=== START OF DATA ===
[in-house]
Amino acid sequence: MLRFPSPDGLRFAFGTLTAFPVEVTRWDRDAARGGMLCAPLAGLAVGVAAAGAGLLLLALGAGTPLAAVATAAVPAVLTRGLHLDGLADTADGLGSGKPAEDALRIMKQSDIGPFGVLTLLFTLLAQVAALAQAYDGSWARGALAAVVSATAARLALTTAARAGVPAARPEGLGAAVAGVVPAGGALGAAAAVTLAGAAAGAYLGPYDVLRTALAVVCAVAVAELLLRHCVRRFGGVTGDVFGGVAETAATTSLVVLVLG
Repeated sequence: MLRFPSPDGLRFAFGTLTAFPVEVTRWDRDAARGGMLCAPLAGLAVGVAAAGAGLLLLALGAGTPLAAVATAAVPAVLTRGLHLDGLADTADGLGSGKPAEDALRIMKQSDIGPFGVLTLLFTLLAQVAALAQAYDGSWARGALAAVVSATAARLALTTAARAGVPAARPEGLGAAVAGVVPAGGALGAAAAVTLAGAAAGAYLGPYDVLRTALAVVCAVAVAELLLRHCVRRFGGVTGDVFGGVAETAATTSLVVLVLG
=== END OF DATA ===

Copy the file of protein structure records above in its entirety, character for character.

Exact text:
[in-house]
Amino acid sequence: MLRFPSPDGLRFAFGTLTAFPVEVTRWDRDAARGGMLCAPLAGLAVGVAAAGAGLLLLALGAGTPLAAVATAAVPAVLTRGLHLDGLADTADGLGSGKPAEDALRIMKQSDIGPFGVLTLLFTLLAQVAALAQAYDGSWARGALAAVVSATAARLALTTAARAGVPAARPEGLGAAVAGVVPAGGALGAAAAVTLAGAAAGAYLGPYDVLRTALAVVCAVAVAELLLRHCVRRFGGVTGDVFGGVAETAATTSLVVLVLG
Repeated sequence: MLRFPSPDGLRFAFGTLTAFPVEVTRWDRDAARGGMLCAPLAGLAVGVAAAGAGLLLLALGAGTPLAAVATAAVPAVLTRGLHLDGLADTADGLGSGKPAEDALRIMKQSDIGPFGVLTLLFTLLAQVAALAQAYDGSWARGALAAVVSATAARLALTTAARAGVPAARPEGLGAAVAGVVPAGGALGAAAAVTLAGAAAGAYLGPYDVLRTALAVVCAVAVAELLLRHCVRRFGGVTGDVFGGVAETAATTSLVVLVLG